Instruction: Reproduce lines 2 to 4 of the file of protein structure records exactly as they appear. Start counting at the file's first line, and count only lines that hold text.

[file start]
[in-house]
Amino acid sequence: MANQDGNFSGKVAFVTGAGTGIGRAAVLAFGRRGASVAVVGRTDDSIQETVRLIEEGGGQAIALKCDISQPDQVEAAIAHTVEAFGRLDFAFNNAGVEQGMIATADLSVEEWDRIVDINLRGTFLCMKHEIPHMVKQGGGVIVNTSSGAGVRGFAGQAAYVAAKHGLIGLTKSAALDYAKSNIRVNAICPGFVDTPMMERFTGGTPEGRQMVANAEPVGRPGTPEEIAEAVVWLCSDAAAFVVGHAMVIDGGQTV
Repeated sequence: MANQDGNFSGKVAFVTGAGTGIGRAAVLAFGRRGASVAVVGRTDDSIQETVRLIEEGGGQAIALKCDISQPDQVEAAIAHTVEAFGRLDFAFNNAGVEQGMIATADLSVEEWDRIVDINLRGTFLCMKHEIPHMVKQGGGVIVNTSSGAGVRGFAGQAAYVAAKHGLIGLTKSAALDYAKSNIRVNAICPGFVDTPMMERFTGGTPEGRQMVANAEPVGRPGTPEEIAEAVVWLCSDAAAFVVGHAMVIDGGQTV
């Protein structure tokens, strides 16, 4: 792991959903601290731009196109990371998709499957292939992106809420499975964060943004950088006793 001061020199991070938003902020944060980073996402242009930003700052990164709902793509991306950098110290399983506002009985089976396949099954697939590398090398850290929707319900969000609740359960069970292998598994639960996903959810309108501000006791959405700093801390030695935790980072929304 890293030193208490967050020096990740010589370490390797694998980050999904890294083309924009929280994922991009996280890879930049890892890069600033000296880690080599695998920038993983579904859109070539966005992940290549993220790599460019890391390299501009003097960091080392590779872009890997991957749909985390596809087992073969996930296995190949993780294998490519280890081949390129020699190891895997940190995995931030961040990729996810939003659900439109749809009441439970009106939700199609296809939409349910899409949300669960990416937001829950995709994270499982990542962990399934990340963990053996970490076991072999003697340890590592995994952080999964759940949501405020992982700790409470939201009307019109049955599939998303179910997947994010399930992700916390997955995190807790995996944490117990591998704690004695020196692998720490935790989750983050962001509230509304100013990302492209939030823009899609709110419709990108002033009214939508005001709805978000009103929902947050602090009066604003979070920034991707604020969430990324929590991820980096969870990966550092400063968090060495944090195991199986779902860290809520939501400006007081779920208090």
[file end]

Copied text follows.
Amino acid sequence: MANQDGNFSGKVAFVTGAGTGIGRAAVLAFGRRGASVAVVGRTDDSIQETVRLIEEGGGQAIALKCDISQPDQVEAAIAHTVEAFGRLDFAFNNAGVEQGMIATADLSVEEWDRIVDINLRGTFLCMKHEIPHMVKQGGGVIVNTSSGAGVRGFAGQAAYVAAKHGLIGLTKSAALDYAKSNIRVNAICPGFVDTPMMERFTGGTPEGRQMVANAEPVGRPGTPEEIAEAVVWLCSDAAAFVVGHAMVIDGGQTV
Repeated sequence: MANQDGNFSGKVAFVTGAGTGIGRAAVLAFGRRGASVAVVGRTDDSIQETVRLIEEGGGQAIALKCDISQPDQVEAAIAHTVEAFGRLDFAFNNAGVEQGMIATADLSVEEWDRIVDINLRGTFLCMKHEIPHMVKQGGGVIVNTSSGAGVRGFAGQAAYVAAKHGLIGLTKSAALDYAKSNIRVNAICPGFVDTPMMERFTGGTPEGRQMVANAEPVGRPGTPEEIAEAVVWLCSDAAAFVVGHAMVIDGGQTV
């Protein structure tokens, strides 16, 4: 792991959903601290731009196109990371998709499957292939992106809420499975964060943004950088006793 001061020199991070938003902020944060980073996402242009930003700052990164709902793509991306950098110290399983506002009985089976396949099954697939590398090398850290929707319900969000609740359960069970292998598994639960996903959810309108501000006791959405700093801390030695935790980072929304 890293030193208490967050020096990740010589370490390797694998980050999904890294083309924009929280994922991009996280890879930049890892890069600033000296880690080599695998920038993983579904859109070539966005992940290549993220790599460019890391390299501009003097960091080392590779872009890997991957749909985390596809087992073969996930296995190949993780294998490519280890081949390129020699190891895997940190995995931030961040990729996810939003659900439109749809009441439970009106939700199609296809939409349910899409949300669960990416937001829950995709994270499982990542962990399934990340963990053996970490076991072999003697340890590592995994952080999964759940949501405020992982700790409470939201009307019109049955599939998303179910997947994010399930992700916390997955995190807790995996944490117990591998704690004695020196692998720490935790989750983050962001509230509304100013990302492209939030823009899609709110419709990108002033009214939508005001709805978000009103929902947050602090009066604003979070920034991707604020969430990324929590991820980096969870990966550092400063968090060495944090195991199986779902860290809520939501400006007081779920208090």